Britain must support Israel and Saudi Arabia to counter threat posed by Iran, Daniel Kawczynski MP argues

Tory MP Daniel Kawczynski wants a UK approach that helps to counter the malign influence of Iran across the Middle East.

Tory MP Daniel Kawczynski wants a UK approach that helps to counter the malign influence of Iran across the Middle East.

GB News
Daniel Kawczynski Mp

By Daniel Kawczynski Mp

Published: 21/01/2024

- 07:04

Conservative MP Daniel Kawzynski gives his thoughts on Britain's foreign policy as the threat to security grows

Eight years ago, in 2016, when I was on the Foreign Affairs Select Committee, I was invited onto BBC Newsnight to explain why I supported the Saudi-led coalition of various Gulf States in their bombing campaign against the Houthis.

The Houthis, also known as Ansar Allah (supporters of God), are an armed group that control most parts of Yemen, including the capital, Sanaa, and some of the western and northern areas close to Saudi Arabia.

The Houthis emerged in the 1990s but rose to prominence in 2014, when the group rebelled against Yemen’s government, causing it to step down and sparking a crippling humanitarian crisis.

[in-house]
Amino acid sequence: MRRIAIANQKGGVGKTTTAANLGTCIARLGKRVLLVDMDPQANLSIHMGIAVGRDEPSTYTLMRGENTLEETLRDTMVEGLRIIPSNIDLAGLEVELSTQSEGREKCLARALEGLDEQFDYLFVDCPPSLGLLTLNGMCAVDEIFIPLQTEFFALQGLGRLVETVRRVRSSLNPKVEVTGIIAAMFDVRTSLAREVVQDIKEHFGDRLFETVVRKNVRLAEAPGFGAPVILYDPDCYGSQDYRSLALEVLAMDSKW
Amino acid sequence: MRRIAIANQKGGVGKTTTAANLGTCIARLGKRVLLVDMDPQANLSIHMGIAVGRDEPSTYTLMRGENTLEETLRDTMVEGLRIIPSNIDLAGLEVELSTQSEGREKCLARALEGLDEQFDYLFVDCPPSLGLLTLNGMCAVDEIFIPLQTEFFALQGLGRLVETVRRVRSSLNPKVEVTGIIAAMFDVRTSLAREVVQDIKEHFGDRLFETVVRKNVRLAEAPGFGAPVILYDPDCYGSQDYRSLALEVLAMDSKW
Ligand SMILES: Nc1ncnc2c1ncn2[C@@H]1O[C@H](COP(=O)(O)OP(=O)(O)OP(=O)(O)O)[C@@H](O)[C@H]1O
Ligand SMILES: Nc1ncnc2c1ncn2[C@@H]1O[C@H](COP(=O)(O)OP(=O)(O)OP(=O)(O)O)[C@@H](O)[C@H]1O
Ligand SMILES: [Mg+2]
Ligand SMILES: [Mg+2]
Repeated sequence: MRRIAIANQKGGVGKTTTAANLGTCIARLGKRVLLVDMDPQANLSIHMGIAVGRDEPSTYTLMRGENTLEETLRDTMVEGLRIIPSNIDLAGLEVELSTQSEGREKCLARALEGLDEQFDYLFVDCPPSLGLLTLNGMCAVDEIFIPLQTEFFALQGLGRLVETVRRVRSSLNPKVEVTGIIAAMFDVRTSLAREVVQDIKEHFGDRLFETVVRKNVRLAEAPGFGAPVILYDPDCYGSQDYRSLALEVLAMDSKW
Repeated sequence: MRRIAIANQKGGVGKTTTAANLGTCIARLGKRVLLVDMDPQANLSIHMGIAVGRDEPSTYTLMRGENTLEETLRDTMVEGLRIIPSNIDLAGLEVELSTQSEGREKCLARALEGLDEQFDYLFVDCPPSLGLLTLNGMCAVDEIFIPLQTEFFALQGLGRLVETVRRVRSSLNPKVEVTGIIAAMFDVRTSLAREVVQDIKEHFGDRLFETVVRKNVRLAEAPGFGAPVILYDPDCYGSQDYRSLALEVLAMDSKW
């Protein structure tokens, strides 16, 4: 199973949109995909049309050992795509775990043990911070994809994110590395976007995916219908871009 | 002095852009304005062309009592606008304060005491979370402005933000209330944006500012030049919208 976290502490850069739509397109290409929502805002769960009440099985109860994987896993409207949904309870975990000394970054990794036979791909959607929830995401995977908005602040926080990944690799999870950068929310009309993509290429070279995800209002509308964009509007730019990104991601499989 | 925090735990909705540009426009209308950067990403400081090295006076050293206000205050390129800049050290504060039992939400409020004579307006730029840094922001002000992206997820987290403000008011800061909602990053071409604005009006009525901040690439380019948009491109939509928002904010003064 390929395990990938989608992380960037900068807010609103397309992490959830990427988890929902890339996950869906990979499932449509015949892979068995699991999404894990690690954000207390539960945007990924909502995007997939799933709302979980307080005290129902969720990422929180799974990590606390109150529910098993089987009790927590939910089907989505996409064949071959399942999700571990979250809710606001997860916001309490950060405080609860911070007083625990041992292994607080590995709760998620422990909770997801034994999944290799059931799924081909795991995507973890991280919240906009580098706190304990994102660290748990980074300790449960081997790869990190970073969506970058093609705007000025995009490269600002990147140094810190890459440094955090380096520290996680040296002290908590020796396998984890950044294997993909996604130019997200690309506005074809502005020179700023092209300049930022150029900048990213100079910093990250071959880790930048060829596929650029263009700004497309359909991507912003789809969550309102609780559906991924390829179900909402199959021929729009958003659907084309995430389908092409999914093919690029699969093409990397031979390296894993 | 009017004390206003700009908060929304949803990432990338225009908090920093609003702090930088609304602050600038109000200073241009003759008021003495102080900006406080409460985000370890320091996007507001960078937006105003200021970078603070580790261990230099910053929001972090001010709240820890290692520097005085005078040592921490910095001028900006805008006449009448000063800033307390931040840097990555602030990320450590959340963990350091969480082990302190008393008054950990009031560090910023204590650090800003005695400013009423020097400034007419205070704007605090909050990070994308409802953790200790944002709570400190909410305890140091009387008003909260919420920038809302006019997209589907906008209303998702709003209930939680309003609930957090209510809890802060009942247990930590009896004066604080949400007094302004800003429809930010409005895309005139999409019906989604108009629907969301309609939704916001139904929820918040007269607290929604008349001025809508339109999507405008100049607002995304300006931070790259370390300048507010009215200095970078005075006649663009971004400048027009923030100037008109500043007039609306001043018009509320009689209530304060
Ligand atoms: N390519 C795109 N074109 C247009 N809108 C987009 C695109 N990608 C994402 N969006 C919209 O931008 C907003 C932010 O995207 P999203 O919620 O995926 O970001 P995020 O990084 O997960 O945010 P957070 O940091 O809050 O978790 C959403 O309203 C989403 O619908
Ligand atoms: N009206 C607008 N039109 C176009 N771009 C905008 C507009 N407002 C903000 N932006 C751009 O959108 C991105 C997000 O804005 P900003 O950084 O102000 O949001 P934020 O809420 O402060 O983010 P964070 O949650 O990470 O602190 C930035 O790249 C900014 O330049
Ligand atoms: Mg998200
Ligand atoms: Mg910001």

The BBC interviewer, James O’Brien, was so aggressive and confrontational towards me that the YouTube video received over 720,000 visits.

A problem with the BBC is that, in the name of scrutiny of politicians, they allow such interviewers to denigrate politicians who have the temerity of supporting our Gulf Allies, without explaining to viewers any of the complexity of the situation.

It is interesting, eight years on, to see how the Houthis have ramped up their terrorist activities by regularly attacking international vessels in the Red Sea. This action pressurised Britain, together with the USA, into engaging Houthi positions to try to prevent a major international shipping lane route from being closed off.

What the BBC does not appreciate, nor attempt to explain to its viewers, is that, whether it is the Houthis in Yemen or Hamas in Gaza, most of the problems in the Middle East currently stem from the actions of the mullahs in Tehran.